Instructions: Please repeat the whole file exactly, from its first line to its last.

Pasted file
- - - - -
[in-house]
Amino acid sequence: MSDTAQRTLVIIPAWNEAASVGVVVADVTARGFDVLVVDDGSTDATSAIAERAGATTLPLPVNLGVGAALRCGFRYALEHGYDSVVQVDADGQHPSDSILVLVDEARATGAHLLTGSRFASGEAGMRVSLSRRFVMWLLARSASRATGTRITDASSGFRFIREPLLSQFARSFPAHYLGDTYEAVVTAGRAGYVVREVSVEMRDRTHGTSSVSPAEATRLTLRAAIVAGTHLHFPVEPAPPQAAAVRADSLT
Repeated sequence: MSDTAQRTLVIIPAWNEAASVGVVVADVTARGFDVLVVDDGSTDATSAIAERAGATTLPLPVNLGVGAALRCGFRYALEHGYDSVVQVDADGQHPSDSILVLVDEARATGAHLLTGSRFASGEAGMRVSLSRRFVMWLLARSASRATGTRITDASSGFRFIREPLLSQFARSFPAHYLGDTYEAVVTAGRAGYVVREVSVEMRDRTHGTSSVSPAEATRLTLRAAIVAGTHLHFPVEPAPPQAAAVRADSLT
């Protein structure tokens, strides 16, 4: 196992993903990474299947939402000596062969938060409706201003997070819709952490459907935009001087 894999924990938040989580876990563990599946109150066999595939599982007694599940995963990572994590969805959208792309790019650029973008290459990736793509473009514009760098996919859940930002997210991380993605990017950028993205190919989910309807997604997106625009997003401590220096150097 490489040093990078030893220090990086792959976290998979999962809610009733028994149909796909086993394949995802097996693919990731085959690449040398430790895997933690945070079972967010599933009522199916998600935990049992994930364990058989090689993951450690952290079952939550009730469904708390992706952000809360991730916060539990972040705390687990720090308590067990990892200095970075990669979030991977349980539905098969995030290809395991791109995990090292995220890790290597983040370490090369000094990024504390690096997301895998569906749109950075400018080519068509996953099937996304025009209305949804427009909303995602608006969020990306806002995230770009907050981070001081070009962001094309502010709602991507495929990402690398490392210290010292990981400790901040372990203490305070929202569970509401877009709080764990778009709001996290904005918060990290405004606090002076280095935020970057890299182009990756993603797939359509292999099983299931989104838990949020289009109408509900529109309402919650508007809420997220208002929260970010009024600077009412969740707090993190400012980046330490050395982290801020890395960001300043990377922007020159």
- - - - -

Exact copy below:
[in-house]
Amino acid sequence: MSDTAQRTLVIIPAWNEAASVGVVVADVTARGFDVLVVDDGSTDATSAIAERAGATTLPLPVNLGVGAALRCGFRYALEHGYDSVVQVDADGQHPSDSILVLVDEARATGAHLLTGSRFASGEAGMRVSLSRRFVMWLLARSASRATGTRITDASSGFRFIREPLLSQFARSFPAHYLGDTYEAVVTAGRAGYVVREVSVEMRDRTHGTSSVSPAEATRLTLRAAIVAGTHLHFPVEPAPPQAAAVRADSLT
Repeated sequence: MSDTAQRTLVIIPAWNEAASVGVVVADVTARGFDVLVVDDGSTDATSAIAERAGATTLPLPVNLGVGAALRCGFRYALEHGYDSVVQVDADGQHPSDSILVLVDEARATGAHLLTGSRFASGEAGMRVSLSRRFVMWLLARSASRATGTRITDASSGFRFIREPLLSQFARSFPAHYLGDTYEAVVTAGRAGYVVREVSVEMRDRTHGTSSVSPAEATRLTLRAAIVAGTHLHFPVEPAPPQAAAVRADSLT
């Protein structure tokens, strides 16, 4: 196992993903990474299947939402000596062969938060409706201003997070819709952490459907935009001087 894999924990938040989580876990563990599946109150066999595939599982007694599940995963990572994590969805959208792309790019650029973008290459990736793509473009514009760098996919859940930002997210991380993605990017950028993205190919989910309807997604997106625009997003401590220096150097 490489040093990078030893220090990086792959976290998979999962809610009733028994149909796909086993394949995802097996693919990731085959690449040398430790895997933690945070079972967010599933009522199916998600935990049992994930364990058989090689993951450690952290079952939550009730469904708390992706952000809360991730916060539990972040705390687990720090308590067990990892200095970075990669979030991977349980539905098969995030290809395991791109995990090292995220890790290597983040370490090369000094990024504390690096997301895998569906749109950075400018080519068509996953099937996304025009209305949804427009909303995602608006969020990306806002995230770009907050981070001081070009962001094309502010709602991507495929990402690398490392210290010292990981400790901040372990203490305070929202569970509401877009709080764990778009709001996290904005918060990290405004606090002076280095935020970057890299182009990756993603797939359509292999099983299931989104838990949020289009109408509900529109309402919650508007809420997220208002929260970010009024600077009412969740707090993190400012980046330490050395982290801020890395960001300043990377922007020159």